How we move the ball from one person to another and back again and up and down the field. It is a push with the top hand and a pull down with the bottom like a lever, while stepping toward your target.
That area where the head of your stick is when properly held. The area we try to throw the ball toward.
How we get the ball off the field. We never use our hands. The stick should be parallel to the ground, we bend our knees and accelerate through the ball, pushing the head of the stick under and through the ball.
We try never do this, we scoop.
What we do to keep the ball in the head of the stick. The top hand controls the motion of the stick in your hands and you gently roll the handle in you hand while moving your arm up and down. The bottom hand is simply used as a guide. When we catch the ball, there is a slight cradle to keep the ball from flying out.
That 6' x 6' object with the net in the crease that we are attempting to get the ball in or keep the ball from going in. Also what is achieved when the ball goes into it.
An actual lined circle with a 9 ft. radius where the goal is located and where the goalie resides during play on their defensive end of the field. Also, no Offensive player is ever allowed in the crease at any time. Defenders are allowed in the crease but can not carry the ball into the crease. Goalies can handle the ball in the crease but after possession only have 4 seconds to get the ball out of the crease.
Is white and is made of solid rubber. The ball is 7 3/4 - 8" in circumference and weighs 5 - 5 1/4 ounces. The ball is NEVER to be thrown in the house! BALL is what is "called or yelled" when the ball is on the ground and a player is going to pick it up.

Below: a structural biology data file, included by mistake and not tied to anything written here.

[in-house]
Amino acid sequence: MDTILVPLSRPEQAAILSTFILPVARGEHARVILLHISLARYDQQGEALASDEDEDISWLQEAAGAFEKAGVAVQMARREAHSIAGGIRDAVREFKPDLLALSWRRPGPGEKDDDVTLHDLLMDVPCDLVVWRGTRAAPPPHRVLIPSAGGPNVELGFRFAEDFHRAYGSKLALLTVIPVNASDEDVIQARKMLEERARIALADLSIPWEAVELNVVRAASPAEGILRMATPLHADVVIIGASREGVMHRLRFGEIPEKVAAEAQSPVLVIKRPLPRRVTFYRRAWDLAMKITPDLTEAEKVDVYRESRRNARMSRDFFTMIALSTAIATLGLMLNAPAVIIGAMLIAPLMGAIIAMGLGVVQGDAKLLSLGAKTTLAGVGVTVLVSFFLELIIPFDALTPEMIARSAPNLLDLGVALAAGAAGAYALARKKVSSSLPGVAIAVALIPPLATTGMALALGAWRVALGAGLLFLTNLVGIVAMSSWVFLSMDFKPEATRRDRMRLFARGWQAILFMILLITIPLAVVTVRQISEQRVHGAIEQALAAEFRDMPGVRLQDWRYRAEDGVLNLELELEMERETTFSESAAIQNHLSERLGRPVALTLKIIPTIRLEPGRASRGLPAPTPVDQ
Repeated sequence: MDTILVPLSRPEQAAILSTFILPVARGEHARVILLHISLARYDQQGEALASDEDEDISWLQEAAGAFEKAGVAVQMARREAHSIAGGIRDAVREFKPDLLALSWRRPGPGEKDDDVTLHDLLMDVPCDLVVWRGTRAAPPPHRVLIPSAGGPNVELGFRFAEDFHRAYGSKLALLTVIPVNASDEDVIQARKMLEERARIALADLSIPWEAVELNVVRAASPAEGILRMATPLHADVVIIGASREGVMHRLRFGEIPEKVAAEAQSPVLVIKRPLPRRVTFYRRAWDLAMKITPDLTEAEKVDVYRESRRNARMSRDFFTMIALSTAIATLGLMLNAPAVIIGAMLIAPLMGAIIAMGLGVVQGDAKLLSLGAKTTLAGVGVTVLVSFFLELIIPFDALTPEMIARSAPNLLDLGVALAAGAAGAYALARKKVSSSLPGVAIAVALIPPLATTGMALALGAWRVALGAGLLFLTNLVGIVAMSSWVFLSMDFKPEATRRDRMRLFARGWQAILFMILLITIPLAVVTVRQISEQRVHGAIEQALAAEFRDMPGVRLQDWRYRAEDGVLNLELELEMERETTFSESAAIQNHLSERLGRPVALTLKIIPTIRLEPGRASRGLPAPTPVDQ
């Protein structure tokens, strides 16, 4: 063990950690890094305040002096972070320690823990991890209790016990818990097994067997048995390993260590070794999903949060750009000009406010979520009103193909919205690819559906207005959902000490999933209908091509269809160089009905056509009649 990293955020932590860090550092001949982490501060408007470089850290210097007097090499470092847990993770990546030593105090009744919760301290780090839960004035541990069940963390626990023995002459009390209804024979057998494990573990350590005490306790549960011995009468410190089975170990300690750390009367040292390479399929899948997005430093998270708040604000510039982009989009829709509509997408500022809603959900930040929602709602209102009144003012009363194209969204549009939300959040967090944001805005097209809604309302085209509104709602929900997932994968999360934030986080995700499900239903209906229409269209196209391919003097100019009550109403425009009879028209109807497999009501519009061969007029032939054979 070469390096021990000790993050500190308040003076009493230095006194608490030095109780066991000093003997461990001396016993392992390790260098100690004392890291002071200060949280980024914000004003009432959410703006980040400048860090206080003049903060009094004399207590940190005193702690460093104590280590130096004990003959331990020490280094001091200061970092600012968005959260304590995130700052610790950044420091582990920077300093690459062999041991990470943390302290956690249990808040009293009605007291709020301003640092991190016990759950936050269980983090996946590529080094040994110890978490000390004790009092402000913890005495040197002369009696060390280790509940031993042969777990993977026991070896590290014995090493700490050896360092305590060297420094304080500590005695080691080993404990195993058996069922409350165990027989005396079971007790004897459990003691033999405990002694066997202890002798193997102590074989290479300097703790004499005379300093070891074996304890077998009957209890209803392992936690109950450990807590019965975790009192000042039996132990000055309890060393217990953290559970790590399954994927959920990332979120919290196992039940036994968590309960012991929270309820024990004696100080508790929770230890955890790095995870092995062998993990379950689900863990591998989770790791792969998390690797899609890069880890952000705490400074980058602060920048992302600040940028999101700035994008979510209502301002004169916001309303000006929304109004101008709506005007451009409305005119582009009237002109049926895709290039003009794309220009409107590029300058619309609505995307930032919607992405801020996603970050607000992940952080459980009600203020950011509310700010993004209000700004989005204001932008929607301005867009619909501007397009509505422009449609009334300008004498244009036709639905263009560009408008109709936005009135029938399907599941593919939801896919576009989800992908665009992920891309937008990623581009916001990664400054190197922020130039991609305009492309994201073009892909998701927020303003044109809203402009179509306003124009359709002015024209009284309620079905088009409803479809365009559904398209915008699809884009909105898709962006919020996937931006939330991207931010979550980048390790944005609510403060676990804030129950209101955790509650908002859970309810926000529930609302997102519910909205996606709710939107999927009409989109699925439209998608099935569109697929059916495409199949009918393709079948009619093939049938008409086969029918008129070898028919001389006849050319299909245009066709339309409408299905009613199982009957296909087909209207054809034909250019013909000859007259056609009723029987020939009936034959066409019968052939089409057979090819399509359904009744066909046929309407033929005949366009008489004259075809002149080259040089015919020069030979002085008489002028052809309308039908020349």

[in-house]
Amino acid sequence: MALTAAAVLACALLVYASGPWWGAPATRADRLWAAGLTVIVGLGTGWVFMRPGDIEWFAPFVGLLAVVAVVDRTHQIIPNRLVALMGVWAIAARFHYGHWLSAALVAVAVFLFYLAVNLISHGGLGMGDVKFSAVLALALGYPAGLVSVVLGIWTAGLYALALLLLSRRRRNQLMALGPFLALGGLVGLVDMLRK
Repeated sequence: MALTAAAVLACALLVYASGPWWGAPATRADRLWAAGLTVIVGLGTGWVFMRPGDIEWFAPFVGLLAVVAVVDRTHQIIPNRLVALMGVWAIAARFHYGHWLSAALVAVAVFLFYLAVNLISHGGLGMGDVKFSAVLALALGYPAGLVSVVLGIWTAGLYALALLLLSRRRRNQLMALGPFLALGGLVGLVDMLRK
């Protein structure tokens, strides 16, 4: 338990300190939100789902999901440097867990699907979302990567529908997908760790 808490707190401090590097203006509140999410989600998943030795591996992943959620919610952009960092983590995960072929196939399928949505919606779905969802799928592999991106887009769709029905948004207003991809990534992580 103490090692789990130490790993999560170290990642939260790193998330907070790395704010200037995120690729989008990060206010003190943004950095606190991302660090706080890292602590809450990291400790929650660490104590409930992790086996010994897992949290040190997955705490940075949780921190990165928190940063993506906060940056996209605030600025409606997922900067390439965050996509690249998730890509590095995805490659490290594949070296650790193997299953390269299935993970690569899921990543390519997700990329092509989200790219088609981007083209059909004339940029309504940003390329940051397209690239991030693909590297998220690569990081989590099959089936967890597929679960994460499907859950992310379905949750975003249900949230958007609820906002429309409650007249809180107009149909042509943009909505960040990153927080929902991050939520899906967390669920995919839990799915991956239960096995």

What a player says after he picks the ball up to signify to his teamates that he has the ball.
Each player is required to wear a protective helmet that includes a metal face mask with a chin pad, and a cupped four point chin strap fastened at all points to the helmet. All helmets and face masks should be NOCSAE (National Operating Committee on Standards for Athletic Equipment) approved. The fit is the most important point to consider when selecting a helmet.
Mouthpiece – must be colored, NOT Clear
Must be a highly visible color and worn at all times while on the field.
Gloves, Shoulder & Arm pads, Cleats, and Jerseys
Required protective equipment for all regulation games. Rib Pads and athletic protectors are highly recommended.
Overview of Boys Rules
Men's lacrosse is a contact game played by ten players: a goalkeeper, three defensemen, three midfielders and three attackmen. The object of the game is to shoot the ball into the opponent's goal. The team scoring the most goals wins.
Each team must keep at least four players, including the goalie, in its defensive half of the field and three in its offensive half Three players (midfielders) may roam the entire field.
Generally, high school games are 40 minutes long, with 10minute quarters. Each team is given a two minute break between the first and second quarters, and the third and fourth quarters. Half-time is ten minutes long.
Teams change sides at the half. Each team is permitted two time-outs each half. The team winning the coin toss chooses the end of the field it wants to defend first or alternate possesion.